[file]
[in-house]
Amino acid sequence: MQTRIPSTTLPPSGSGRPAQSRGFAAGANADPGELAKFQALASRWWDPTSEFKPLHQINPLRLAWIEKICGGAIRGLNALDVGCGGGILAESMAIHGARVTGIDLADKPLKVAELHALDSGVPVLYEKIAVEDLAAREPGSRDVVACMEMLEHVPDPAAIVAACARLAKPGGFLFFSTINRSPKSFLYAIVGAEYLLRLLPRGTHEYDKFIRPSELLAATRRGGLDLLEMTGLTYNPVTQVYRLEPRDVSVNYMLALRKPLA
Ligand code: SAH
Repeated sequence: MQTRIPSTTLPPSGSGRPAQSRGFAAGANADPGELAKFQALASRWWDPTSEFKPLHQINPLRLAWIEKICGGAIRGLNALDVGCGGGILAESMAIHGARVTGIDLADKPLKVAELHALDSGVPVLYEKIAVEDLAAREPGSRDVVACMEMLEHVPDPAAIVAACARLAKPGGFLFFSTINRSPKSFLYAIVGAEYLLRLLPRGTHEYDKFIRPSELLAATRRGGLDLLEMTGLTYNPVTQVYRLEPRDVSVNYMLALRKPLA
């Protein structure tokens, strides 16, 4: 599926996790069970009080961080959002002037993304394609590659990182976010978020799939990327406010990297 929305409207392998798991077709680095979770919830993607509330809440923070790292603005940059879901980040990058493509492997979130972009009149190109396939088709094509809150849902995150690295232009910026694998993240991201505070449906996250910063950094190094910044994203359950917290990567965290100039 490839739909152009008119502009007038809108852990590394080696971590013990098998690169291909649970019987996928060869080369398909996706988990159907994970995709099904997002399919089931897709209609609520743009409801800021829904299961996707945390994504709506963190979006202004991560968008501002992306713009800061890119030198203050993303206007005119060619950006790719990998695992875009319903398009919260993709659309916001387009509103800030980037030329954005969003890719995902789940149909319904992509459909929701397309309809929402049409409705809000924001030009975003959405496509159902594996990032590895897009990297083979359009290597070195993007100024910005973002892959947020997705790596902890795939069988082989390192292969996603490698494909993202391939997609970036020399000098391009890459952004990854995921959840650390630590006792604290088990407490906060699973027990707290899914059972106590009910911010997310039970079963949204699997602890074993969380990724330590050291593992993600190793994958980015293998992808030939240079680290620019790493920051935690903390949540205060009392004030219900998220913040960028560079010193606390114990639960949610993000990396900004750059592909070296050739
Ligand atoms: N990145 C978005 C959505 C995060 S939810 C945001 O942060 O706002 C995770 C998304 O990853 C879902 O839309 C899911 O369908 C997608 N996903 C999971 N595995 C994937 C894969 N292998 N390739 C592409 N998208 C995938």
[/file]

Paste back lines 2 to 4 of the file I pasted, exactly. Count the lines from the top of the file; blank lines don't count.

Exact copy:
Amino acid sequence: MQTRIPSTTLPPSGSGRPAQSRGFAAGANADPGELAKFQALASRWWDPTSEFKPLHQINPLRLAWIEKICGGAIRGLNALDVGCGGGILAESMAIHGARVTGIDLADKPLKVAELHALDSGVPVLYEKIAVEDLAAREPGSRDVVACMEMLEHVPDPAAIVAACARLAKPGGFLFFSTINRSPKSFLYAIVGAEYLLRLLPRGTHEYDKFIRPSELLAATRRGGLDLLEMTGLTYNPVTQVYRLEPRDVSVNYMLALRKPLA
Ligand code: SAH
Repeated sequence: MQTRIPSTTLPPSGSGRPAQSRGFAAGANADPGELAKFQALASRWWDPTSEFKPLHQINPLRLAWIEKICGGAIRGLNALDVGCGGGILAESMAIHGARVTGIDLADKPLKVAELHALDSGVPVLYEKIAVEDLAAREPGSRDVVACMEMLEHVPDPAAIVAACARLAKPGGFLFFSTINRSPKSFLYAIVGAEYLLRLLPRGTHEYDKFIRPSELLAATRRGGLDLLEMTGLTYNPVTQVYRLEPRDVSVNYMLALRKPLA